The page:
WAVERLEY Bridge is set to close for the third time in 18 months – to reduce the size of a new speed bump which has been damaging buses.
Cabbies have been told the stretch will shut for four days from June 26-29 to “shave” the speed hump introduced just four months ago.
Buses and other vehicles driving over the raised platform have suffered bumps and scrapes because it is too high.
Talks are being held to try and avoid the new roadworks, with transport leader Lesley Hinds saying the city will investigate imposing a lower speed limit over the bridge instead.
The bridge, and neighbouring Market Street, were both significantly remodelled over the past year at a cost of £1 million to improve pavements and create new taxi rank spaces and drop-off areas, following a controversial decision to ban cars from Waverley station.
A speed bump was introduced following the death of Reverend Tom Sinclair in May 2014, after he was hit by a car reversing out of Waverley after the driver was confronted with a security barrier.
The works took two months, with the bridge closed in one direction and then the other in February following initial construction in 2014, causing headaches for cabbies and rail passengers rushing to meet trains.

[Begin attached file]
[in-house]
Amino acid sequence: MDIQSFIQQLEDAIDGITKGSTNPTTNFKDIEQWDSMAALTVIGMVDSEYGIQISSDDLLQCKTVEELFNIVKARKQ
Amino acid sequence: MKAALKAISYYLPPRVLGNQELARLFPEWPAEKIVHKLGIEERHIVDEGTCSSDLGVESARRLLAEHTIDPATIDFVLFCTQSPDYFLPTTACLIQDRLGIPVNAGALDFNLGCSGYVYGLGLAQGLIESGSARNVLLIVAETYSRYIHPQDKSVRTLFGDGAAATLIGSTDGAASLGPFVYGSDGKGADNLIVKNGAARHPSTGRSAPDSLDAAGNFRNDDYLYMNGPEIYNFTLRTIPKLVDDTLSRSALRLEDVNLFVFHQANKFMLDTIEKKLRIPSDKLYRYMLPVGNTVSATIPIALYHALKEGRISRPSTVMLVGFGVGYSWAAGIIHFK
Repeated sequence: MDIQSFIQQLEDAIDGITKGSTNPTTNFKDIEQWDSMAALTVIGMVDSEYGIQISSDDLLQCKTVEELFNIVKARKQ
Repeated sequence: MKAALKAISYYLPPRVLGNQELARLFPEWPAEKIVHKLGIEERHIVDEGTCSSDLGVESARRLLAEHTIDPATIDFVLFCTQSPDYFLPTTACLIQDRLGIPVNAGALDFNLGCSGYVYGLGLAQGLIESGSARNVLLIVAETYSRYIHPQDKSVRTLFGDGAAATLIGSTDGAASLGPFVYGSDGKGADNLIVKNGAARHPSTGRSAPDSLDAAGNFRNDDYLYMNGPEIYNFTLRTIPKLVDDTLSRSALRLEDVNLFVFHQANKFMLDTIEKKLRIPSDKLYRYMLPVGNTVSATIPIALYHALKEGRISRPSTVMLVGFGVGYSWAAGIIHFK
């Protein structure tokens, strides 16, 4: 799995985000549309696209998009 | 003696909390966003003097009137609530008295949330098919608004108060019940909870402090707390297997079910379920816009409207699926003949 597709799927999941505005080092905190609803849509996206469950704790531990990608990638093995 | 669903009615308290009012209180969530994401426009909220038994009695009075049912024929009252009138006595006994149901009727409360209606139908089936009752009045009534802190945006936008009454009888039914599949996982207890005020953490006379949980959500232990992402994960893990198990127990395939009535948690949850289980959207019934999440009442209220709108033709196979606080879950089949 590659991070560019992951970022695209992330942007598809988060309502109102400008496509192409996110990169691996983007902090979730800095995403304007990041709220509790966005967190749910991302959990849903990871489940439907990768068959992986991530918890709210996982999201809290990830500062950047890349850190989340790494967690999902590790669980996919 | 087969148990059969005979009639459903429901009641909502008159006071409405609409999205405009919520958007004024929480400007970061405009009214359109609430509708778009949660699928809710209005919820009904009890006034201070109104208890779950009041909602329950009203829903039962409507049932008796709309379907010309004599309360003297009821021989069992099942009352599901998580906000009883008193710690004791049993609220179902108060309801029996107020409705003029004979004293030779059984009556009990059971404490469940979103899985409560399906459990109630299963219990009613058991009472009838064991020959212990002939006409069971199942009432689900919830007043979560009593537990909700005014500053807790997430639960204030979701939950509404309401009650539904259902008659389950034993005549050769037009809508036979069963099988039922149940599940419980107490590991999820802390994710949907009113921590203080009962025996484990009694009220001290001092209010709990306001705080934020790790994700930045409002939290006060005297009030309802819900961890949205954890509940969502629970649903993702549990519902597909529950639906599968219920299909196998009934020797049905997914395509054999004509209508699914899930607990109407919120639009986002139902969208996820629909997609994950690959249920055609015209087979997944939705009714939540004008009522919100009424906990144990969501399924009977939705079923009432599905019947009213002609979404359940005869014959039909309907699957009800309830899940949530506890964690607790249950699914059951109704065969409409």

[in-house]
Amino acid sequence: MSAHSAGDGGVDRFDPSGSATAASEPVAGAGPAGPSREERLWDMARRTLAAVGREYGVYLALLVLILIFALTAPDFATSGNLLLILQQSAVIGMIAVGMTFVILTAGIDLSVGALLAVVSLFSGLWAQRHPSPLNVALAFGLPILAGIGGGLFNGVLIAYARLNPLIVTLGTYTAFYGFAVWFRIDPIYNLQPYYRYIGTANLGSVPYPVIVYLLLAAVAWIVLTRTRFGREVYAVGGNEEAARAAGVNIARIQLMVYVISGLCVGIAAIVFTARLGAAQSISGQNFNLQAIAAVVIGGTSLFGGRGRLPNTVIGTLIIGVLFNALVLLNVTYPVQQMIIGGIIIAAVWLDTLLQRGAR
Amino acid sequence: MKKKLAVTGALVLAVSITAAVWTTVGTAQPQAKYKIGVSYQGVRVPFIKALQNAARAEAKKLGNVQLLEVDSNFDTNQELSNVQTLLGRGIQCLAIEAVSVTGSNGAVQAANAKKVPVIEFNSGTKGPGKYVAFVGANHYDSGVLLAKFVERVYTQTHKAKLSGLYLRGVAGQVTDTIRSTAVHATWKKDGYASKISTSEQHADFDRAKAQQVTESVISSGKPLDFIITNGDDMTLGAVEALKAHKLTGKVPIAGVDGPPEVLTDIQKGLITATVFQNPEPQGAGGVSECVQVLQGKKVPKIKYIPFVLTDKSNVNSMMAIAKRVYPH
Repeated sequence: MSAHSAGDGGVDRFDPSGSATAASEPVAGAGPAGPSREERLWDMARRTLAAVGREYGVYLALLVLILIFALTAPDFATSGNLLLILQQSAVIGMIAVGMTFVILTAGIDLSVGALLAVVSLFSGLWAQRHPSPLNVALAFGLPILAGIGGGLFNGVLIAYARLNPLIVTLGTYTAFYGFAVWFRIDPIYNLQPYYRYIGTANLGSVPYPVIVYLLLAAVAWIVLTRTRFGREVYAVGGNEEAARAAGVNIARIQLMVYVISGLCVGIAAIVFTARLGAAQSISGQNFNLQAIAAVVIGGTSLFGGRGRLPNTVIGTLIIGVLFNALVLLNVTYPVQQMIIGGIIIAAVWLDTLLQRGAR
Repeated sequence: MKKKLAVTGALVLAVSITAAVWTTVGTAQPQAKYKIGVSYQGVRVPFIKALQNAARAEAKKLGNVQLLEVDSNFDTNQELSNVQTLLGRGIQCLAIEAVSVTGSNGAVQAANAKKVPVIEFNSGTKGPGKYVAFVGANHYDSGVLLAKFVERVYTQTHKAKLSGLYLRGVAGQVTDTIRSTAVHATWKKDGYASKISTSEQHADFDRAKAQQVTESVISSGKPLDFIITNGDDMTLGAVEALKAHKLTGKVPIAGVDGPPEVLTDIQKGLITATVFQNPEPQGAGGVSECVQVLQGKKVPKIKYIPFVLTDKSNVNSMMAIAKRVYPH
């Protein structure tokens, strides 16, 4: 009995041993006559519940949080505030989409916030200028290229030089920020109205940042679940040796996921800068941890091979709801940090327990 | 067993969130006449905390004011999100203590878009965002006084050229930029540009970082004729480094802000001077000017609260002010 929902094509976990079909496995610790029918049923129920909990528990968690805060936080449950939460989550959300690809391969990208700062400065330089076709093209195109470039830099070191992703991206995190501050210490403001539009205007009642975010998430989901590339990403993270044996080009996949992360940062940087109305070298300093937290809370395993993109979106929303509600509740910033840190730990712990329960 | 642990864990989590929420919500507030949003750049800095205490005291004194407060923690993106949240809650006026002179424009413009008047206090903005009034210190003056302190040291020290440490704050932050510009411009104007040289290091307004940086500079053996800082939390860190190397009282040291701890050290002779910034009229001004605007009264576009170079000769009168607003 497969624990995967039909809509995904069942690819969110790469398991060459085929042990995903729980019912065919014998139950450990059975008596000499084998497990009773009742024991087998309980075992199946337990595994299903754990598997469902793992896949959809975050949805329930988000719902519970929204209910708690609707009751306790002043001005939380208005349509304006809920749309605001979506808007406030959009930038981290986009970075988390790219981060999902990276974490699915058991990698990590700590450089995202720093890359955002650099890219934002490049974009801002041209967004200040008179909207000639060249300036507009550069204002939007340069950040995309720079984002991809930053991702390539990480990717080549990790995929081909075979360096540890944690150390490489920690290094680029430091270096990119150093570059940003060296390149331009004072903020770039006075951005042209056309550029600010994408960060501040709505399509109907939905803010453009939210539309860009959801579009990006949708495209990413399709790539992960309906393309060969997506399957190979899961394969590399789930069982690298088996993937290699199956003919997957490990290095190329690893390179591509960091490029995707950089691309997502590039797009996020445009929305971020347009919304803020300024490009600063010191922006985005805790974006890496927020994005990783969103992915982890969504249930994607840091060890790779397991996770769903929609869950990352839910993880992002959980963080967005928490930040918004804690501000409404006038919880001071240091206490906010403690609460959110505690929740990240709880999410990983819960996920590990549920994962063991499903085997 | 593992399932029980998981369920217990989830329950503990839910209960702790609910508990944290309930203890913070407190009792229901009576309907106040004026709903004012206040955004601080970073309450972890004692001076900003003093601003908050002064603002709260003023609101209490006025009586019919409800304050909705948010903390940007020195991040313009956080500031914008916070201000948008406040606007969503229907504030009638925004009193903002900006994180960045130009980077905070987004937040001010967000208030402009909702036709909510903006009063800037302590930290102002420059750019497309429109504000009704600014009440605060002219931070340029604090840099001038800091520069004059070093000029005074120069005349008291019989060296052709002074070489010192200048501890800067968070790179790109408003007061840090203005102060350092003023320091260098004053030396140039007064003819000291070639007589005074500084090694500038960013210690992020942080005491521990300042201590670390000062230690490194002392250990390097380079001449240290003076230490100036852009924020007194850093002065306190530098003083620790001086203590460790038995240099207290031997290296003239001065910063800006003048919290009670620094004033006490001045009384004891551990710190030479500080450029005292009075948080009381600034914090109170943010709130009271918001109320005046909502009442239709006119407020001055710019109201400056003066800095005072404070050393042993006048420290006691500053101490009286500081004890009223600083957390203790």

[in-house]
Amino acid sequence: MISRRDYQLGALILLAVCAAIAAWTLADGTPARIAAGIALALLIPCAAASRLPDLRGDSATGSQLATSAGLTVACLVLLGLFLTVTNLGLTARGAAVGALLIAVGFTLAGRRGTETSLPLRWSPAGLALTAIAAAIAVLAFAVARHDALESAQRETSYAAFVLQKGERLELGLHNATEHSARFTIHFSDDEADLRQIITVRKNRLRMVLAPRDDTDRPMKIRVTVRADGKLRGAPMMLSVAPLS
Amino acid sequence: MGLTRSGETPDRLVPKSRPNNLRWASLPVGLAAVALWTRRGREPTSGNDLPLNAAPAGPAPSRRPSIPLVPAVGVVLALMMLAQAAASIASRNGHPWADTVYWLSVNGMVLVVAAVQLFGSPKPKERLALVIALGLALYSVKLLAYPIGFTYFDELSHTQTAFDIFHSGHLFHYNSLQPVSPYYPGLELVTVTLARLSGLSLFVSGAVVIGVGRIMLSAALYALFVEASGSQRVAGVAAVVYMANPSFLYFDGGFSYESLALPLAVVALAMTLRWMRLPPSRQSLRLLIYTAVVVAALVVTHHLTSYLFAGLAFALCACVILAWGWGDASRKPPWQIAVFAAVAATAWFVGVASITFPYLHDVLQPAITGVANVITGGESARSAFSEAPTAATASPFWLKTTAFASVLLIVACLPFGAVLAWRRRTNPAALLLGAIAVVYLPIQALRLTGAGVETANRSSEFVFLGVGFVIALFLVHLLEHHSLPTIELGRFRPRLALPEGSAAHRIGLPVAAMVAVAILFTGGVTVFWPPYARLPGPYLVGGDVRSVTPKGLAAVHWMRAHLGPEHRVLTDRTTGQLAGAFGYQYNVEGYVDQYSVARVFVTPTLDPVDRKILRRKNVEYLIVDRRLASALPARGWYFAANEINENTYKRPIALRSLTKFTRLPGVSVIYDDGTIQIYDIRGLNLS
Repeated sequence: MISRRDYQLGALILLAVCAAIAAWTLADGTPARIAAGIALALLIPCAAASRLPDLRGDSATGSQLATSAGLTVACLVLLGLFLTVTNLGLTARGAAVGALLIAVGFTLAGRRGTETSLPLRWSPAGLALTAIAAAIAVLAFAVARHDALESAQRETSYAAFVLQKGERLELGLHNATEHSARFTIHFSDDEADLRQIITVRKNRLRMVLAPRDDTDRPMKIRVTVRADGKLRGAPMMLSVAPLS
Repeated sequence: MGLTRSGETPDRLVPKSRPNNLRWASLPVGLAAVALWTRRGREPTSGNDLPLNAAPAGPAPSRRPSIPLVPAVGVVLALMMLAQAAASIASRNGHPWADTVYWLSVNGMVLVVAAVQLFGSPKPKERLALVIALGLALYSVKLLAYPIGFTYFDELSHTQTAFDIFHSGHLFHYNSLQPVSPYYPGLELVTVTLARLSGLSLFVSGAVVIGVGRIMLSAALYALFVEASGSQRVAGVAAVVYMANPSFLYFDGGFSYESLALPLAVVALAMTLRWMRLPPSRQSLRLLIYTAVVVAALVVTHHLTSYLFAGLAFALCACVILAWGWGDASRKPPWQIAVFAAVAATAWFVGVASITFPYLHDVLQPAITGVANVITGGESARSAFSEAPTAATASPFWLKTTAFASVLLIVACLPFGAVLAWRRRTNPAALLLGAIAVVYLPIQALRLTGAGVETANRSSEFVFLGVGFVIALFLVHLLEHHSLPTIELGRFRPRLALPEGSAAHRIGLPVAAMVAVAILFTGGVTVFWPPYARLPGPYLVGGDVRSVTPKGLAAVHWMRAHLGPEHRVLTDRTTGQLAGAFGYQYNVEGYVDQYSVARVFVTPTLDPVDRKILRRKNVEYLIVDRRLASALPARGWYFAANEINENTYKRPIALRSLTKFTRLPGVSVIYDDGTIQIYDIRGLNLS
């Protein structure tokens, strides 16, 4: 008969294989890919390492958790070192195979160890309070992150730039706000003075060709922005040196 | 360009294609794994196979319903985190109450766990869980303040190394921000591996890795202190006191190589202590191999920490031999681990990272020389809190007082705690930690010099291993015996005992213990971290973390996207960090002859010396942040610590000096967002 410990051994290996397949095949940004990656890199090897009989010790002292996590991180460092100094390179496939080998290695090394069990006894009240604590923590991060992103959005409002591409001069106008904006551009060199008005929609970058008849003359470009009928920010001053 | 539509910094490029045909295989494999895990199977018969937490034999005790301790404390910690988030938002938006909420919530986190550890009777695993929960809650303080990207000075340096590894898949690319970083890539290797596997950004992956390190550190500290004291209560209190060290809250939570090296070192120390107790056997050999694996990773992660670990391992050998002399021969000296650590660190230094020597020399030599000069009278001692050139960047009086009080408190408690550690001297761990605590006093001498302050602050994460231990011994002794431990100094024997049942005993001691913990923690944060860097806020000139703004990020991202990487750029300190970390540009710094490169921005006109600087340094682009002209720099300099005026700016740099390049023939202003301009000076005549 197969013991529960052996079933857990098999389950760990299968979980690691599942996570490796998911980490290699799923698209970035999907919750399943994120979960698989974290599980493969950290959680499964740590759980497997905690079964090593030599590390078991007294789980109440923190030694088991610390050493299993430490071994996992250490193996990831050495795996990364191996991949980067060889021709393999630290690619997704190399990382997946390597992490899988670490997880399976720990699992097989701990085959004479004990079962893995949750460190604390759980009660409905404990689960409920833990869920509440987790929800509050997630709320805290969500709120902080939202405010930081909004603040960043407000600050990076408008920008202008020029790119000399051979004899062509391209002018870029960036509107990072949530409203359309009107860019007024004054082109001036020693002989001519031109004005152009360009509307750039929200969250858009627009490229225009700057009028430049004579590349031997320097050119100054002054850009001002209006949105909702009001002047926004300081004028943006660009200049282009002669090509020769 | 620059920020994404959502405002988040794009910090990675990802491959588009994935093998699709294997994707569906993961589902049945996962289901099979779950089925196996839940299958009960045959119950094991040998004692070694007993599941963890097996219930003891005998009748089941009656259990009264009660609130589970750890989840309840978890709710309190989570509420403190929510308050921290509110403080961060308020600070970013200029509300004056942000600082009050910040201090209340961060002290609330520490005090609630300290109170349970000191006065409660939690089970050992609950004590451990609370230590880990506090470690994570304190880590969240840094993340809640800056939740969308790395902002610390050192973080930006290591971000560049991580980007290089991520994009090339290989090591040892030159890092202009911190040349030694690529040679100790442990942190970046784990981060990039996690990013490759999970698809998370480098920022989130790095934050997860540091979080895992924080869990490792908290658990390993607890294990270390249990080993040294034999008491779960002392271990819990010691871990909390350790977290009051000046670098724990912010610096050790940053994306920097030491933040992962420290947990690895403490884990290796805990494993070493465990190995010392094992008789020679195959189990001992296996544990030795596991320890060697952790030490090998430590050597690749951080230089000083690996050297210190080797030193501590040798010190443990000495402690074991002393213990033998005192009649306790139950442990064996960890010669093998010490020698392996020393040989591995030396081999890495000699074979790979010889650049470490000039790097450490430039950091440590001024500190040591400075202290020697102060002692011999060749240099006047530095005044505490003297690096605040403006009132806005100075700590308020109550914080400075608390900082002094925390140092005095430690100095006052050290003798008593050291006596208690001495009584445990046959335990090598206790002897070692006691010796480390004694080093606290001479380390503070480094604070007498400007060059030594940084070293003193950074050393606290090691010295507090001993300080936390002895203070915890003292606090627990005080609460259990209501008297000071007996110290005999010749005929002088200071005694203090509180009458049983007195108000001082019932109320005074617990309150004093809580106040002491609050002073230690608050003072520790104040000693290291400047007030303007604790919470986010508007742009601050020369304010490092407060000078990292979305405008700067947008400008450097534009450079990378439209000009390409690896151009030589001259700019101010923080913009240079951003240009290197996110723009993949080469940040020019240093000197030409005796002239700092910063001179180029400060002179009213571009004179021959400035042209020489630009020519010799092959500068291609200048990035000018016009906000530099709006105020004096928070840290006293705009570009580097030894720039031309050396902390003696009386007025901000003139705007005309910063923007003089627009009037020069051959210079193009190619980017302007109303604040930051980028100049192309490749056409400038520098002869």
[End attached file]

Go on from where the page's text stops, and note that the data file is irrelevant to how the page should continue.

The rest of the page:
Now visitors to the city and air travellers are set to be inconvenienced all over again, with tour buses and the Airlink express service to Edinburgh Airport both needing to be rerouted.
Bus diversions have already been arranged, with services starting and stopping at St Andrew Square during the work to Waverley Bridge.
However, a council spokeswoman said rail replacement buses, currently operating between Edinburgh and Linlithgow due to six weeks of engineering works at Winchburgh, would not be affected as they approach Market Street via Jeffrey Street.
It is not clear who would pay for the work if it does go ahead.
Tory transport spokesman Nick Cook blasted the proposed closure, calling for the cost of the new works to be revealed.
Councillor Cook said: “Our city centre can ill afford further disruption. This news is very unwelcome indeed.
“Given this latest closure appears to be entirely self inflicted, local taxpayers and visitors are unlikely to be at all sympathetic, especially given the relation to the controversial ban on vehicles in Waverley.
“Serious questions must be asked as to how such a big design faux pas made it all the way to construction and details given of how much money will now be squandered correcting this. This situation is simply not good enough.”
Cllr Hinds, said: “Since this has been brought to my attention I have asked for a decision over works to be held off in order to ask more questions about why we are doing this.
“I would like to monitor the situation and look into ways of slowing traffic down to reduce abrasion with the raised table.”